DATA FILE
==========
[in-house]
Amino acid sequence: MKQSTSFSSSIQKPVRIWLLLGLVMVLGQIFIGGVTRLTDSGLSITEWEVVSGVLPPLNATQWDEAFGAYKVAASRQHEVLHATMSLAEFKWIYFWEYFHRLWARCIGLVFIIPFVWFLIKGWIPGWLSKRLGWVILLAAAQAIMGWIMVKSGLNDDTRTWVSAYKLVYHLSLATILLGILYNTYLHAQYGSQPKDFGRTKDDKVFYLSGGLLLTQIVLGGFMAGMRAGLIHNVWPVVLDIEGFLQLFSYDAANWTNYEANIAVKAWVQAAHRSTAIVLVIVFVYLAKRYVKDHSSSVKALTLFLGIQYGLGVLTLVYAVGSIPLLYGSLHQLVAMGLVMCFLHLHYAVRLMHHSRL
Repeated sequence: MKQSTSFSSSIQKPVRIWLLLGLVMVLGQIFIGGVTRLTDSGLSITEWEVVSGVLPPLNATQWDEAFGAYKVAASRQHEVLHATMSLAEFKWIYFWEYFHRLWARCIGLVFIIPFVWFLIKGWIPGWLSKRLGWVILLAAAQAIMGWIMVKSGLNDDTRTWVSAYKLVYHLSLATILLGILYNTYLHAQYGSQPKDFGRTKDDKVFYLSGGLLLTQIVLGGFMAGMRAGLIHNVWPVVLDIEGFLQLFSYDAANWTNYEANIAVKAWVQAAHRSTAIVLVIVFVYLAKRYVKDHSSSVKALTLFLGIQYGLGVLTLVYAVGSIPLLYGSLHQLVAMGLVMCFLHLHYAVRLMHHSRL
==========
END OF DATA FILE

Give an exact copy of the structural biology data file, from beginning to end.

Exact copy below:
[in-house]
Amino acid sequence: MKQSTSFSSSIQKPVRIWLLLGLVMVLGQIFIGGVTRLTDSGLSITEWEVVSGVLPPLNATQWDEAFGAYKVAASRQHEVLHATMSLAEFKWIYFWEYFHRLWARCIGLVFIIPFVWFLIKGWIPGWLSKRLGWVILLAAAQAIMGWIMVKSGLNDDTRTWVSAYKLVYHLSLATILLGILYNTYLHAQYGSQPKDFGRTKDDKVFYLSGGLLLTQIVLGGFMAGMRAGLIHNVWPVVLDIEGFLQLFSYDAANWTNYEANIAVKAWVQAAHRSTAIVLVIVFVYLAKRYVKDHSSSVKALTLFLGIQYGLGVLTLVYAVGSIPLLYGSLHQLVAMGLVMCFLHLHYAVRLMHHSRL
Repeated sequence: MKQSTSFSSSIQKPVRIWLLLGLVMVLGQIFIGGVTRLTDSGLSITEWEVVSGVLPPLNATQWDEAFGAYKVAASRQHEVLHATMSLAEFKWIYFWEYFHRLWARCIGLVFIIPFVWFLIKGWIPGWLSKRLGWVILLAAAQAIMGWIMVKSGLNDDTRTWVSAYKLVYHLSLATILLGILYNTYLHAQYGSQPKDFGRTKDDKVFYLSGGLLLTQIVLGGFMAGMRAGLIHNVWPVVLDIEGFLQLFSYDAANWTNYEANIAVKAWVQAAHRSTAIVLVIVFVYLAKRYVKDHSSSVKALTLFLGIQYGLGVLTLVYAVGSIPLLYGSLHQLVAMGLVMCFLHLHYAVRLMHHSRL